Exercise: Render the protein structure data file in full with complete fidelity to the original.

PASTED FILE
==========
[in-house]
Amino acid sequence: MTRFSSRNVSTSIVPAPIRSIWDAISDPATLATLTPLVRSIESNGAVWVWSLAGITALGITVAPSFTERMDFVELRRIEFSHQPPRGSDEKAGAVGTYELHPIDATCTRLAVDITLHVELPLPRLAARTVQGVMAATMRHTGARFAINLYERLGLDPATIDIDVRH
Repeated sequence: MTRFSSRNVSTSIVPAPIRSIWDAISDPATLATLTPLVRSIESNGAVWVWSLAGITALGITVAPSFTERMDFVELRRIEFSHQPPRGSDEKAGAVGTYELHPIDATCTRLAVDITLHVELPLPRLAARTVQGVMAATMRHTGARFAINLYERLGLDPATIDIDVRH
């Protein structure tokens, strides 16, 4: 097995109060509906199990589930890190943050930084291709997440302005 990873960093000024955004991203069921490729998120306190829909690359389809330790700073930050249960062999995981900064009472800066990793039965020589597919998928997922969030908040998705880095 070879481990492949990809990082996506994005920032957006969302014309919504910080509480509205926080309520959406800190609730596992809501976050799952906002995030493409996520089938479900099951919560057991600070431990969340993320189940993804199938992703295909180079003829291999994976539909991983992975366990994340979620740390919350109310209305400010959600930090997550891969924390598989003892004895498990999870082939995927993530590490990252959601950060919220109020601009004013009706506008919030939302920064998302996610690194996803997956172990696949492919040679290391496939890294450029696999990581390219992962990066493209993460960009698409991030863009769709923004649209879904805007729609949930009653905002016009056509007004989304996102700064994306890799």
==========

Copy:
[in-house]
Amino acid sequence: MTRFSSRNVSTSIVPAPIRSIWDAISDPATLATLTPLVRSIESNGAVWVWSLAGITALGITVAPSFTERMDFVELRRIEFSHQPPRGSDEKAGAVGTYELHPIDATCTRLAVDITLHVELPLPRLAARTVQGVMAATMRHTGARFAINLYERLGLDPATIDIDVRH
Repeated sequence: MTRFSSRNVSTSIVPAPIRSIWDAISDPATLATLTPLVRSIESNGAVWVWSLAGITALGITVAPSFTERMDFVELRRIEFSHQPPRGSDEKAGAVGTYELHPIDATCTRLAVDITLHVELPLPRLAARTVQGVMAATMRHTGARFAINLYERLGLDPATIDIDVRH
């Protein structure tokens, strides 16, 4: 097995109060509906199990589930890190943050930084291709997440302005 990873960093000024955004991203069921490729998120306190829909690359389809330790700073930050249960062999995981900064009472800066990793039965020589597919998928997922969030908040998705880095 070879481990492949990809990082996506994005920032957006969302014309919504910080509480509205926080309520959406800190609730596992809501976050799952906002995030493409996520089938479900099951919560057991600070431990969340993320189940993804199938992703295909180079003829291999994976539909991983992975366990994340979620740390919350109310209305400010959600930090997550891969924390598989003892004895498990999870082939995927993530590490990252959601950060919220109020601009004013009706506008919030939302920064998302996610690194996803997956172990696949492919040679290391496939890294450029696999990581390219992962990066493209993460960009698409991030863009769709923004649209879904805007729609949930009653905002016009056509007004989304996102700064994306890799």